What's it all about?
Imagine going for a jog through a beautiful forest. Now add some snow, skis and ski poles. And now pretend it’s a race against other people, and the fastest person gets a shiny gold medal. That’s what para cross-country is all about.
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The sport: Para cross-country skiing is all about endurance and speed. It's a bit like the marathon running of the Winter Paralympics.
The events: Para-cross country includes a range of events of varying distances. Examples are the sprint, the 10 kilometre middle-distance and the 20 kilometre long-distance. Plus both mixed relay and open relay.
The equipment: Depending on their classification, you'll see skiers on sit-skis, skiing with a guide, or using skis with one or two poles. (See pictures below.)
The strategy: In cross-country skiing skiers can use two different techniques. The classic technique (forward strides) and the freestyle technique (side-to-side skiing).
The points: Depending on the event, either the fastest time or the first skier across the finish line wins.
The athletes: A physically demanding sport, para cross-country requires a lot of endurance, strength and focus.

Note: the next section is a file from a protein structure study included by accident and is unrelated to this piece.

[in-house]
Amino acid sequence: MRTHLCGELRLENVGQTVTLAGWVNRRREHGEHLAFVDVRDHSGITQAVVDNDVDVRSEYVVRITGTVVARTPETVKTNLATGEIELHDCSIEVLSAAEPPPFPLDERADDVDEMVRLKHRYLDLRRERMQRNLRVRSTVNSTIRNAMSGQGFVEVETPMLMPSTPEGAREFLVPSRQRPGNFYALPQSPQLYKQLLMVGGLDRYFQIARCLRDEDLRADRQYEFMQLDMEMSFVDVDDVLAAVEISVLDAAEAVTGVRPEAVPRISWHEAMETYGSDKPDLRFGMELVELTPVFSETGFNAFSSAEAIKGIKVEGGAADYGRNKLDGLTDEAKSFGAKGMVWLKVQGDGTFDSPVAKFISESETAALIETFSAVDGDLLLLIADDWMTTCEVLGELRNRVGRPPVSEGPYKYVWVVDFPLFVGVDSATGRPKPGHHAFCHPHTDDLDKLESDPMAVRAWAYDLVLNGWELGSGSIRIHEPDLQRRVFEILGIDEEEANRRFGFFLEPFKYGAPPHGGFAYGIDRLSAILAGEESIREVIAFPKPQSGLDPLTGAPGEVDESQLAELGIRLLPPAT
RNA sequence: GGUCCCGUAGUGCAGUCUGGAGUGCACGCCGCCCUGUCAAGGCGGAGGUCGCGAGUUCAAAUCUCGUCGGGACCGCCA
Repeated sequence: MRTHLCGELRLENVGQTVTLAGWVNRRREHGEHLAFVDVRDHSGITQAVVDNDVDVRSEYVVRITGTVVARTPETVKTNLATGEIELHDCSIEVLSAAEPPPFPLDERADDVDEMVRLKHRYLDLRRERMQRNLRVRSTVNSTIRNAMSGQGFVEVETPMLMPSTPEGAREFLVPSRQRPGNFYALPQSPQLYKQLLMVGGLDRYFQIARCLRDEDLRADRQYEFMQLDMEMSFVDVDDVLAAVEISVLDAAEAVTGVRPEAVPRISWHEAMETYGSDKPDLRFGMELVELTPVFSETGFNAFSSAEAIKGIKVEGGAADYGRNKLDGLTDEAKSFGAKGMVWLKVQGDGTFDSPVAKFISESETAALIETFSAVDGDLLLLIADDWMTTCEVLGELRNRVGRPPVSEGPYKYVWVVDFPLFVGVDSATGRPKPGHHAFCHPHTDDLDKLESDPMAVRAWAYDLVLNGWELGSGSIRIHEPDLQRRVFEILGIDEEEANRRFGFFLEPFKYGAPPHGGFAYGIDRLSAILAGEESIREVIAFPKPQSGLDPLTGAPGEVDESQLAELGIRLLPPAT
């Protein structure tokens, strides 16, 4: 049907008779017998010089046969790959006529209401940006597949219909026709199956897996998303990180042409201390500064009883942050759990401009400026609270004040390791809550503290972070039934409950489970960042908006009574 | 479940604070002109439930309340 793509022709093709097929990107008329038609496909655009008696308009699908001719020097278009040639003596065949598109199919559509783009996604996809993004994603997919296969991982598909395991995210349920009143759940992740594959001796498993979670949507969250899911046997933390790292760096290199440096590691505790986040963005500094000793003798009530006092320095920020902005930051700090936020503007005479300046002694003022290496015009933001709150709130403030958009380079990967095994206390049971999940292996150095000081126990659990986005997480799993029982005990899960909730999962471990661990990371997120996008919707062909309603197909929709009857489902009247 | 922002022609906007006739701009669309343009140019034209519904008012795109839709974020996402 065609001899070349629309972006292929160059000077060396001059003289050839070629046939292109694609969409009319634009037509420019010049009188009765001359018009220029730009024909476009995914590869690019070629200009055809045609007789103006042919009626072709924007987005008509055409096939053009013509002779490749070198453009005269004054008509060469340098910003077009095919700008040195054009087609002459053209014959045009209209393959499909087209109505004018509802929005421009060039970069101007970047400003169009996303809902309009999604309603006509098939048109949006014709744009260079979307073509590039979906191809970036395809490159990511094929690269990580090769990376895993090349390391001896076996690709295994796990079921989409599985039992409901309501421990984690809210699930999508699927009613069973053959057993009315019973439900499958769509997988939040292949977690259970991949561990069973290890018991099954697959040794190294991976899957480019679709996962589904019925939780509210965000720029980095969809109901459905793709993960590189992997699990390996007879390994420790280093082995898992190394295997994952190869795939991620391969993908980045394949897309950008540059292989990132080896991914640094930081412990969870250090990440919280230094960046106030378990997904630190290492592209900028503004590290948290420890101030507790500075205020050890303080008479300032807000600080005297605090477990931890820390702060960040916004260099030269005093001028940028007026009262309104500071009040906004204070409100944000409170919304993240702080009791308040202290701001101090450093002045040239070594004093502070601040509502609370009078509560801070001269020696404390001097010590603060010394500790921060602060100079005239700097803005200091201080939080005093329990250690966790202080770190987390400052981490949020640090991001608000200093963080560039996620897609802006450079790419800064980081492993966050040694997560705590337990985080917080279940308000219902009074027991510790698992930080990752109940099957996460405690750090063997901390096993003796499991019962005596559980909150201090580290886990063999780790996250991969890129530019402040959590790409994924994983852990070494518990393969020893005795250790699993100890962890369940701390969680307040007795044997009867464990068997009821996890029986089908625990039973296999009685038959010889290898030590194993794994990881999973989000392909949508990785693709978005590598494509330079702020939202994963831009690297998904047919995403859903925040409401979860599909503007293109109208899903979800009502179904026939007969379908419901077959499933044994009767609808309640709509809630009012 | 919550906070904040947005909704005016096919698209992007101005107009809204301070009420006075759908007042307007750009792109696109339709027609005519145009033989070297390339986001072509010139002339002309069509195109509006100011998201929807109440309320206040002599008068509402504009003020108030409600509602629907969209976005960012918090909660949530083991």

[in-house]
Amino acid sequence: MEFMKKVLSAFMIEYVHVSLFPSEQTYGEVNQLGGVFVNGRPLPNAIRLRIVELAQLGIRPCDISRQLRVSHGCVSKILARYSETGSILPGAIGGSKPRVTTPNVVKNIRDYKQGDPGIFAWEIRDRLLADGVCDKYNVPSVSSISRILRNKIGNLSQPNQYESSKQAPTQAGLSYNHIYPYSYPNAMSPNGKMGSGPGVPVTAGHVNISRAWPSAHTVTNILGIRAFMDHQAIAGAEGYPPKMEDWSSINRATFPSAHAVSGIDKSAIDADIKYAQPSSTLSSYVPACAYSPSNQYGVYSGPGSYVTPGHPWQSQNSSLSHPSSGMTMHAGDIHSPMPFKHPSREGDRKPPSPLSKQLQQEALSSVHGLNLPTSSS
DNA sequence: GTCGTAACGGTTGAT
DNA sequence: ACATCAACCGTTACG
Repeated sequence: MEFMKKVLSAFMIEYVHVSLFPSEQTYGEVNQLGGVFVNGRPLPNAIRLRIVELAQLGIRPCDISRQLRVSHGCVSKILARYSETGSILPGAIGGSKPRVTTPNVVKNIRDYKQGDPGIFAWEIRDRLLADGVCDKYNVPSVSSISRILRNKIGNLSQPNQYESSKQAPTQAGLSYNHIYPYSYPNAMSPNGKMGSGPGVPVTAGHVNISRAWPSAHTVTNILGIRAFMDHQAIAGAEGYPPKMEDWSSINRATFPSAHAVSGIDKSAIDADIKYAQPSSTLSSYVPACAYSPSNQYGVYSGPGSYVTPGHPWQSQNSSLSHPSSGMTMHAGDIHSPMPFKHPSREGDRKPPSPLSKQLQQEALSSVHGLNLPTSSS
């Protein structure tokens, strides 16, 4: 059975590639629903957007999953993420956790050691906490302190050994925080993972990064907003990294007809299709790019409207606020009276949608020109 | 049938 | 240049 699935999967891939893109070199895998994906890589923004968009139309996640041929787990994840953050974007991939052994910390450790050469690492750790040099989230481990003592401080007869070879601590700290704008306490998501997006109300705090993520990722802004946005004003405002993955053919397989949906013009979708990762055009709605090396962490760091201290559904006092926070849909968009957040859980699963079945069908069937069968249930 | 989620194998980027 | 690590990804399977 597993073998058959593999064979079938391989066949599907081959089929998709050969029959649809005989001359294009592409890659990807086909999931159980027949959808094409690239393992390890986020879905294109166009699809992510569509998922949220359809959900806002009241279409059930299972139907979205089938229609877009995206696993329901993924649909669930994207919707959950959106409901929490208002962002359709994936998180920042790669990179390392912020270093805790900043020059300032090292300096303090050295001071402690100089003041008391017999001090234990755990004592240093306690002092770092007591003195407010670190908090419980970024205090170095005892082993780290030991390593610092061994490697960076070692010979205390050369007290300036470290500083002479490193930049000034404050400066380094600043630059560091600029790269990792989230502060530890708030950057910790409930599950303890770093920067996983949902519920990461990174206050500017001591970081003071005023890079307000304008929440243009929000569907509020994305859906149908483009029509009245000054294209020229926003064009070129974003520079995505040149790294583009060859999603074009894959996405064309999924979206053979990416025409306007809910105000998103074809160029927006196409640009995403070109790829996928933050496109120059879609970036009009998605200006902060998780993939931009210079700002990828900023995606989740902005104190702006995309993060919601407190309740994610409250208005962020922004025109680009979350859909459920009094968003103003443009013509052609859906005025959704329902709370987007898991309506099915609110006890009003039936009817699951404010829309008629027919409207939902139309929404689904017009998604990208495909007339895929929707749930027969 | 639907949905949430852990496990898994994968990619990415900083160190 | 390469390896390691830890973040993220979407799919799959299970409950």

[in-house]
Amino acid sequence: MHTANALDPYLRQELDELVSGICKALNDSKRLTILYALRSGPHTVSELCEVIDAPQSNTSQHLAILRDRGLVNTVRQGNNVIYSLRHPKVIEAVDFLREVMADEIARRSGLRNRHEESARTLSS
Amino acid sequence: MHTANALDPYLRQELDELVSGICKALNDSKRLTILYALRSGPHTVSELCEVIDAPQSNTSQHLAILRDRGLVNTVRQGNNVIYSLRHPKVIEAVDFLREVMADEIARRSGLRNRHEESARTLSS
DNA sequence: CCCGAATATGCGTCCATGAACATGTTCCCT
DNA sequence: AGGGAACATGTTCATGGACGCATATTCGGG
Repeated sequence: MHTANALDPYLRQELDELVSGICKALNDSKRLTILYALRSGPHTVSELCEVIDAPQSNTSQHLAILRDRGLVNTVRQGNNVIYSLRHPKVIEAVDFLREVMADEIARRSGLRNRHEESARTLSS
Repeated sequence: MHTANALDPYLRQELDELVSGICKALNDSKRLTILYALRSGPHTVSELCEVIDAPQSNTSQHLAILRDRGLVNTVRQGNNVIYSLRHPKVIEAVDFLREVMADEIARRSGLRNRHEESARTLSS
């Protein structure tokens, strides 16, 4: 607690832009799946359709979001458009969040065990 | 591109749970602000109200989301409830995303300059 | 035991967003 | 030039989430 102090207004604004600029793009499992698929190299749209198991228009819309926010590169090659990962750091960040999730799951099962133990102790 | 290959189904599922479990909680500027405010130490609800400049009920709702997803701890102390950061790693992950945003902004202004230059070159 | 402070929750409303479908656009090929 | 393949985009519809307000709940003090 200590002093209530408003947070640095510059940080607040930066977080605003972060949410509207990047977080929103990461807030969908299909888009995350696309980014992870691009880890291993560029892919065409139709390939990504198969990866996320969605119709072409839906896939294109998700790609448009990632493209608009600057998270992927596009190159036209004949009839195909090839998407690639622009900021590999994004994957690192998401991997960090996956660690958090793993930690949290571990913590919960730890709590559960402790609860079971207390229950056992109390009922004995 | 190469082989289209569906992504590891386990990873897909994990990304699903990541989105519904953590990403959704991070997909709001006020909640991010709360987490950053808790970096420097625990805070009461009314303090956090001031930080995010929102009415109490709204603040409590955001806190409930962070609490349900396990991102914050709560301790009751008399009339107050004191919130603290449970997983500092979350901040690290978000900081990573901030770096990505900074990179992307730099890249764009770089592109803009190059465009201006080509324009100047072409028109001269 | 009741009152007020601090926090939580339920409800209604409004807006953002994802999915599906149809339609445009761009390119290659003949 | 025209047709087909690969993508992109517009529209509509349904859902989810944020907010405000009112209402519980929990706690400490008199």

Did you know? Para cross-country got its start at the 1976 Paralympic Games in Örnsköldsvik, Sweden.
Things to watch for
- Standing skiers are in a sports class of athletes with leg or leg and arm impairments.
- You might see them ski with just one ski, just one pole or no poles at all.
- They wear lightweight boots that attach at the toe, leaving their heels free for more flexibility.
- Sit skiers are in a sports class of athletes with an impairment that affects both of their legs.
- They use a sit-ski to race — which is basically a seat attached to a single ski.
- Sit skiers rely heavily on their upper body strength to race.
Skiers With Guides
- Athletes who are blind or have low vision can ski with a guide.
- The guide skis in front of the athletes and gives them directions as needed.
- The directions are given via headsets, used by both the skier and the guide.
Canadian cross-country skier Brian McKeever has won 17 medals, including 13 gold, the most of any Canadian paralympic athlete.
Cross-country is the oldest type of skiing. In the snow-covered North, people would ski to hunt and gather firewood in the winter.
Athletes are divided into three categories depending on their functional ability: sitting, standing and vision impaired.